Validity and Reliability Study of the Violence Prevention Climate ScaleSalih Dursun, Oğuz Başol, Serpil Aytaç
Exposure to workplace violence increases employees’ levels of stress, depression, anxiety and burnout and decreases the productivity of the organization. The violence prevention climate refers to the perceptions of employees about organizational policies, procedures and practices relevant to eliminating and controlling violence or aggression in the workplace. The violence prevention climate is an important concept both in the emergence of different types of violence in the workplace and its effects on employees. Therefore, it is important to measure the violence prevention climate. In this context, this research aims to adapt the Violence Prevention Climate Scale, developed by Kessler et. al., into the Turkish language. According to the results of the research conducted with the participation of 279 private-sector employees, the total explained variance was determined as 72.45%. According to the confirmatory factor analysis results, the scale consists of 18 items and 3 factors as in the original (Chi-square/df: 3.78; RMSEA: 0.073; NFI: 0.95; NNFI: 0.96; CFI: 0.96; GFI: 0.90 and AGFI: 0.85). The internal consistency of the scale was calculated as 0.924 and item-total correlations ranged between 0.375 and 0.752. As a result, it was concluded that the violence prevention climate scale is valid and reliable for Turkish society.
Şiddet Önleme İklimi Ölçeğinin Türkçe Geçerlik ve Güvenirlik ÇalışmasıSalih Dursun, Oğuz Başol, Serpil Aytaç
İşyerinde şiddete maruz kalmak bir yandan çalışanların stres, depresyon, kaygı ve tükenmişlik düzeylerini arttırmakta diğer yandan ise örgütün verimini düşürmektedir. Şiddet önleme iklimi, işyerinde şiddet veya saldırganlığın ortadan kaldırılması ve kontrol edilmesine yönelik, örgütsel politika, prosedür ve uygulamalarla ilgili çalışanların algılarıdır. Şiddet önleme iklimi gerek işyerinde farklı şiddet türlerinin ortaya çıkmasında gerekse de çalışanlar üzerindeki etkileri nedeniyle önemli bir kavramdır. İş ortamında şiddet önleme ikliminin ölçülmesi bu açıdan oldukça önemlidir. Bu bağlamda mevcut araştırma Kessler ve diğerleri tarafından geliştirilen şiddet önleme iklimi ölçeğinin Türkçe geçerlik-güvenirlik çalışmasını gerçekleştirmeyi amaçlamaktadır. 279 özel sektör çalışanının katılımıyla gerçekleştirilen araştırma sonuçlarına göre, ölçekte bulunan maddelerin faktör yükleri 0,671 ile 0,846 arasında değişmektedir ve açıklanan toplam varyans %72,45 olarak tespit edilmiştir. Gerçekleştirilen doğrulayıcı faktör analizi sonuçlarına göre, şiddet önleme iklimi ölçeği (Ki-kare/serbestlik değeri: 3,78; RMSEA: 0.073; NFI: 0.95; NNFI: 0.96; CFI: 0.96; GFI: 0.90 ve AGFI: 0.85) orijinal ölçekte olduğu gibi 18 madde ve 3 faktörden oluşmaktadır. Ölçeğin içsel tutarlığı 0,924 olarak hesaplanmıştır ve madde-toplam korelasyonlarının 0,375 ile 0,752 arasında değiştiği görülmüştür. Sonuç olarak analizler, şiddet önleme iklimi ölçeğinin bu alandaki araştırmalarda, araştırmacılar tarafından kullanılabilecek geçerli ve güvenilir bir ölçme aracı olduğunu göstermektedir.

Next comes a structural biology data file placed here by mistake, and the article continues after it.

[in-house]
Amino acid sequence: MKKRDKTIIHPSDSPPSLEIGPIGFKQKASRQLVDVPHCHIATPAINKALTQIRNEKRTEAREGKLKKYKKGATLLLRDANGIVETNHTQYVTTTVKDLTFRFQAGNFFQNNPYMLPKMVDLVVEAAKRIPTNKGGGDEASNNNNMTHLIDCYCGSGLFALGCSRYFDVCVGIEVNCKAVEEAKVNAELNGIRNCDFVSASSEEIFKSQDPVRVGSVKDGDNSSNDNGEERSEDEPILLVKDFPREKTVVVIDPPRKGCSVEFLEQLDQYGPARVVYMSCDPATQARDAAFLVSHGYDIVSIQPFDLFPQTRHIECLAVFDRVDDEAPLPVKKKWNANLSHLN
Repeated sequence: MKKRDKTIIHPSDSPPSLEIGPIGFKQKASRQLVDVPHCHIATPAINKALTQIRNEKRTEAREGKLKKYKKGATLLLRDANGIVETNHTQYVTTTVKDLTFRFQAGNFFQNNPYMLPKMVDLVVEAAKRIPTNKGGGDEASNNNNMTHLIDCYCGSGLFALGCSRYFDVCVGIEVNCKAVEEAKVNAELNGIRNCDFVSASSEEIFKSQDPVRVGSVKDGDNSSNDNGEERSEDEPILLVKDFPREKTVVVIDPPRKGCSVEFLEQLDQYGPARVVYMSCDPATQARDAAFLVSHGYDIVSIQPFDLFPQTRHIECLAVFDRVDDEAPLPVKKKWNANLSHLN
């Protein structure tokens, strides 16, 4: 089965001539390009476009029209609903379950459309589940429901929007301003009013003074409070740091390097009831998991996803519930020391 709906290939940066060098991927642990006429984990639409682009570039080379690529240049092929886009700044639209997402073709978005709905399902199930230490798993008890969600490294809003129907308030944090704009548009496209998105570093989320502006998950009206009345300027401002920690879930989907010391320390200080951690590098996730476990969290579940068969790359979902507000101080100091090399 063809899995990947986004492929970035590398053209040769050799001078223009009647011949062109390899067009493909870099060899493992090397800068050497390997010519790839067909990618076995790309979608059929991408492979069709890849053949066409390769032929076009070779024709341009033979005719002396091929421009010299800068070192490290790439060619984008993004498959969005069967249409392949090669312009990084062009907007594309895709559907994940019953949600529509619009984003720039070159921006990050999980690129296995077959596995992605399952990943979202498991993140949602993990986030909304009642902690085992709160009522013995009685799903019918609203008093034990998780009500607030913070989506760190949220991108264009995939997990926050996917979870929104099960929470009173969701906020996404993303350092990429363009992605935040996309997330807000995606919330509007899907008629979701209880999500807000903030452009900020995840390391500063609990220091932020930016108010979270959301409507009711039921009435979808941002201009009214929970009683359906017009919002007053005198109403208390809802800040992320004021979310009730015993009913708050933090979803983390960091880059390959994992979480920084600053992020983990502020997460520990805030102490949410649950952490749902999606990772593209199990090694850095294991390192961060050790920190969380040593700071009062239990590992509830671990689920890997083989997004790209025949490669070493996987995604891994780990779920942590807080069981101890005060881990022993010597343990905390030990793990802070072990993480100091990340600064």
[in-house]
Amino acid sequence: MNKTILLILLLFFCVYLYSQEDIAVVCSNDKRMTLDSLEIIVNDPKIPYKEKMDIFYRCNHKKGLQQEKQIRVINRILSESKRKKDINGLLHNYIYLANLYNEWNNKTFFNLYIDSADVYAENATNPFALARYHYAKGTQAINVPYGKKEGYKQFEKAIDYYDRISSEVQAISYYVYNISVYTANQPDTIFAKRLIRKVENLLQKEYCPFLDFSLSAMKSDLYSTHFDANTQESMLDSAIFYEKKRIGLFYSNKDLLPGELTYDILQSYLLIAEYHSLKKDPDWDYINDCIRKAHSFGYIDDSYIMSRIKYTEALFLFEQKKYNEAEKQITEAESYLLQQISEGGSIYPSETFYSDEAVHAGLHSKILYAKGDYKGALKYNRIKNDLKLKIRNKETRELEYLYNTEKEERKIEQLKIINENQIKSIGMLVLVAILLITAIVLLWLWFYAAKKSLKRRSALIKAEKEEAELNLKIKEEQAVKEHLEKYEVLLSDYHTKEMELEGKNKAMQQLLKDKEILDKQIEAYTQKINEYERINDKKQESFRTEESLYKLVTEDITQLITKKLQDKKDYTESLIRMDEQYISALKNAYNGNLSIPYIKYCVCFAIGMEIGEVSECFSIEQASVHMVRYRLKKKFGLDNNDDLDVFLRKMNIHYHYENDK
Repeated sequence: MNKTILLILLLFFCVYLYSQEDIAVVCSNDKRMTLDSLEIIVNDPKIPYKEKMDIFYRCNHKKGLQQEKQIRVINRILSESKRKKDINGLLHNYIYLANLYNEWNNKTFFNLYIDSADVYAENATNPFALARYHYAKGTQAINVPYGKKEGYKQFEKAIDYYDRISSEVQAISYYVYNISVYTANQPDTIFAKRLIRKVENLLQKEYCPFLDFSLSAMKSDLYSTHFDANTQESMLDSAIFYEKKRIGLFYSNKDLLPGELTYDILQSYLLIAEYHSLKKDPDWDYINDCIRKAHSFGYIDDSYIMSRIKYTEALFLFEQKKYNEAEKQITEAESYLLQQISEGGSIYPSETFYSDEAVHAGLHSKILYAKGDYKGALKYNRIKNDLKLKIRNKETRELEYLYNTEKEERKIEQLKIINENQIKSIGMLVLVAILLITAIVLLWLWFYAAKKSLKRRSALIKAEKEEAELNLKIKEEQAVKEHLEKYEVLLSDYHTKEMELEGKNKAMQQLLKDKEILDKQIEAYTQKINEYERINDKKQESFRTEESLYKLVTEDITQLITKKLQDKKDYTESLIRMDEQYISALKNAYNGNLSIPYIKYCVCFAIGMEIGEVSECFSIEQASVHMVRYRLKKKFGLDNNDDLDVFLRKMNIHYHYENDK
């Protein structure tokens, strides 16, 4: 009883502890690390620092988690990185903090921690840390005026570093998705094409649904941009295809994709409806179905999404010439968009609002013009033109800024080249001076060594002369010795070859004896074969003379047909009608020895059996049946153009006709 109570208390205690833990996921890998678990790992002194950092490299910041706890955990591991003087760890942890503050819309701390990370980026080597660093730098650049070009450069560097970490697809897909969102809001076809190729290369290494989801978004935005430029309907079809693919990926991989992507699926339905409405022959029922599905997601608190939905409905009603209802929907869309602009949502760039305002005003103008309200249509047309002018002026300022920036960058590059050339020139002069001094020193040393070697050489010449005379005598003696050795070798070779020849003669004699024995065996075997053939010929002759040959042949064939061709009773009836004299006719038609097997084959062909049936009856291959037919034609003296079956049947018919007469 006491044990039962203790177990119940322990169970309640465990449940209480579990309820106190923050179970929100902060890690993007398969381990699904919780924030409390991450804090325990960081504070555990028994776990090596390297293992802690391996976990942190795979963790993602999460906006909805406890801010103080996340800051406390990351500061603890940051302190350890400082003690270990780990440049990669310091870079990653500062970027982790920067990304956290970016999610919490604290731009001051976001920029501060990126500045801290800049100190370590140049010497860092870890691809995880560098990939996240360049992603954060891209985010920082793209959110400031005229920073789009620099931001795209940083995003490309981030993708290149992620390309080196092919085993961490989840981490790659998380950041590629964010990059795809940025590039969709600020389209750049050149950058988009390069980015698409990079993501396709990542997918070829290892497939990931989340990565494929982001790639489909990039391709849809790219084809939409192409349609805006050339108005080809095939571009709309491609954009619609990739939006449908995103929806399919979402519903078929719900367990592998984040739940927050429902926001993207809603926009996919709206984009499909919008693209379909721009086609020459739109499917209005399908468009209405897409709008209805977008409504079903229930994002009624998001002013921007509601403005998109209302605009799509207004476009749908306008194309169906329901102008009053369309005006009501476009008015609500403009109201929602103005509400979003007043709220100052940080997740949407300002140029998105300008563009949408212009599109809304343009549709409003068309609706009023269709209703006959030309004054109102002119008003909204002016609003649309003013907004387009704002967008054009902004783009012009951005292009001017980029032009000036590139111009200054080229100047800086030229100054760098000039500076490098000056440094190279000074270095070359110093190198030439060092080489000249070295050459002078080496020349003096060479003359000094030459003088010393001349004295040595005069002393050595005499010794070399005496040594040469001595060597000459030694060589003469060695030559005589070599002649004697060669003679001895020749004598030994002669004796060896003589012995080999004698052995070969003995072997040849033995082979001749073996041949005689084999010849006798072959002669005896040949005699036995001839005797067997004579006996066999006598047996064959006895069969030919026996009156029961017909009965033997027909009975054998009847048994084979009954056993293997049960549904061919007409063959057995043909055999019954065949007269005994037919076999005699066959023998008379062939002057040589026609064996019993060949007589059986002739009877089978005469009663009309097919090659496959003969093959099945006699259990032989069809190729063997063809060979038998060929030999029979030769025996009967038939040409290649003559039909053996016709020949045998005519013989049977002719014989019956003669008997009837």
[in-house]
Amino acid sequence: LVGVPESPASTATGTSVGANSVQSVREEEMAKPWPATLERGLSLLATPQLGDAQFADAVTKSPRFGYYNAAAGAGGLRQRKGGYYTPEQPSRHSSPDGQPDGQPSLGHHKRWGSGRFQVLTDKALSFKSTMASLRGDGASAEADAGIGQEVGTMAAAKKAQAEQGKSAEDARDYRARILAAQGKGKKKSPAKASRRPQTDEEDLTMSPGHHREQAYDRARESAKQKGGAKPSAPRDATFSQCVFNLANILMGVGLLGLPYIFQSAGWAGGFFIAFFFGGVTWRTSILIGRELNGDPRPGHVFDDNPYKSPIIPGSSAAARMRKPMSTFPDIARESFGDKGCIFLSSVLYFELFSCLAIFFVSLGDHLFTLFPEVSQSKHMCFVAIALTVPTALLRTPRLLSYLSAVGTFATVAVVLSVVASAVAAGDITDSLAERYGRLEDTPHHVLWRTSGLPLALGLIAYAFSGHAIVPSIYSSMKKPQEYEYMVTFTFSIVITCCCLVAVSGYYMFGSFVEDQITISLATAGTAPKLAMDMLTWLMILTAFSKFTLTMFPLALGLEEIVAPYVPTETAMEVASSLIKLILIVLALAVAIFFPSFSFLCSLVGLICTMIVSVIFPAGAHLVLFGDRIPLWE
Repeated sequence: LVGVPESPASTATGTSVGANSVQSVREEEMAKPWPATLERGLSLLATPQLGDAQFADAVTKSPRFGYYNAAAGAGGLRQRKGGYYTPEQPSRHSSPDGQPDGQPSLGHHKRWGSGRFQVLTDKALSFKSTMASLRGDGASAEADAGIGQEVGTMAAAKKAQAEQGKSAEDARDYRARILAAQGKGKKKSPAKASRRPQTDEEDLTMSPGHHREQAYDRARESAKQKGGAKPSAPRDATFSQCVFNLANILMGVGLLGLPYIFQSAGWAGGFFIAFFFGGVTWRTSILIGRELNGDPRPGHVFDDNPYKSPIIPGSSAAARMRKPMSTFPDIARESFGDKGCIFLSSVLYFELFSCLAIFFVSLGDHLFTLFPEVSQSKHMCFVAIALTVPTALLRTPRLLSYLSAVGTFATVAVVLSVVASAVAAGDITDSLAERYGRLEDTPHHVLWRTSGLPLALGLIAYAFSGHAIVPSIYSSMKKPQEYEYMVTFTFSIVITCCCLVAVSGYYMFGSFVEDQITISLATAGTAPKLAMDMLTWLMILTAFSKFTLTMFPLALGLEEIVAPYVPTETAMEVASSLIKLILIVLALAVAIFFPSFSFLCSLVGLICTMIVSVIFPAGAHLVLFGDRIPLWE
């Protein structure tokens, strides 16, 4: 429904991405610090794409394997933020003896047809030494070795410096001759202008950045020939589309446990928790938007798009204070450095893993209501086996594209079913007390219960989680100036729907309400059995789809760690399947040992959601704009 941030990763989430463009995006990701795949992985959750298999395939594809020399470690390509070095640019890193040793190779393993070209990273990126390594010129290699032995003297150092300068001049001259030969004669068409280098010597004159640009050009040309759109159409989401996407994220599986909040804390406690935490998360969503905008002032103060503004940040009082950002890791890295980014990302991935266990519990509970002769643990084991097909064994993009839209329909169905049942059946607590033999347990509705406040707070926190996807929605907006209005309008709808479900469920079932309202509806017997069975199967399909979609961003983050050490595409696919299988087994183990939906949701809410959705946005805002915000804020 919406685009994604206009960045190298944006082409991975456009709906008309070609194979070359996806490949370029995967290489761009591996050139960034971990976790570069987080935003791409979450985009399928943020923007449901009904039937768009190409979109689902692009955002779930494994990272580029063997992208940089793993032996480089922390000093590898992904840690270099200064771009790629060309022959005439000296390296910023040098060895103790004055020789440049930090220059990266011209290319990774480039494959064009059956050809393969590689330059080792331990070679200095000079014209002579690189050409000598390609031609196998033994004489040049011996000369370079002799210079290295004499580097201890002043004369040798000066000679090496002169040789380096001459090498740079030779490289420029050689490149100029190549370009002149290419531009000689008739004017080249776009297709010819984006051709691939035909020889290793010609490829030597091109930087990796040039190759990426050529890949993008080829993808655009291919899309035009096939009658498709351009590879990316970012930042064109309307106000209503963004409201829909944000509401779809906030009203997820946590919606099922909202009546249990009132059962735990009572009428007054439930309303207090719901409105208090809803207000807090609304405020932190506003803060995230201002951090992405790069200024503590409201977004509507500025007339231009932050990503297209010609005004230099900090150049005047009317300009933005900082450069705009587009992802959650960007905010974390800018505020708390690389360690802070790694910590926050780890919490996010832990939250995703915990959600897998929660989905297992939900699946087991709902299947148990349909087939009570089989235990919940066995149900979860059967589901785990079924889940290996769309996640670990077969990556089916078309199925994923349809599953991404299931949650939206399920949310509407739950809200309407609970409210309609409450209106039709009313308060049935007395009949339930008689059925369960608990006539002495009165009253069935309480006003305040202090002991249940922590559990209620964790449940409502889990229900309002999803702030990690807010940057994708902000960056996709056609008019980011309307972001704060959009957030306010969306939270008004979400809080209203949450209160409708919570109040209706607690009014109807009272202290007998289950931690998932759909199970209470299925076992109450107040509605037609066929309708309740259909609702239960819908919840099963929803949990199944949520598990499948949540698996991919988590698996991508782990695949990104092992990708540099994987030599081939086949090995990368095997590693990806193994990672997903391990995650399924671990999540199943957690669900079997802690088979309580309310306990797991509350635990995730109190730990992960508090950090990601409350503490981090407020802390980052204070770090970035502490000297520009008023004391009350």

One of the reflections of the concept of violence, which is as old as the history of humanity, is workplace violence. Workplace violence, defined as all kinds of actions or events aimed at physical or psychological harm (Wiskow, 2003, p. 7), affects employees negatively. Workplace violence affects not only those who are exposed to violence but also the ones who witness workplace violence. Workplace violence also causes significant problems for organizations. The main organizational consequences of violence are the increase of illness-related absences, job turnover rates, insurance costs and the reduction of productivity (Di Martino, Hoel and Cooper, 2003, p. 63). Moreover, workplace violence affects employees’ motivation and commitment, quality and timely production and competitiveness, corporate loyalty, creativity, working climate and causes indirect costs on organizations (Di Martino, 2002, p. 27). The main social cost of workplace violence is the increase in health/treatment costs, early retirement and loss of production (Hoel, Sparks and Cooper, 2001, p. 51).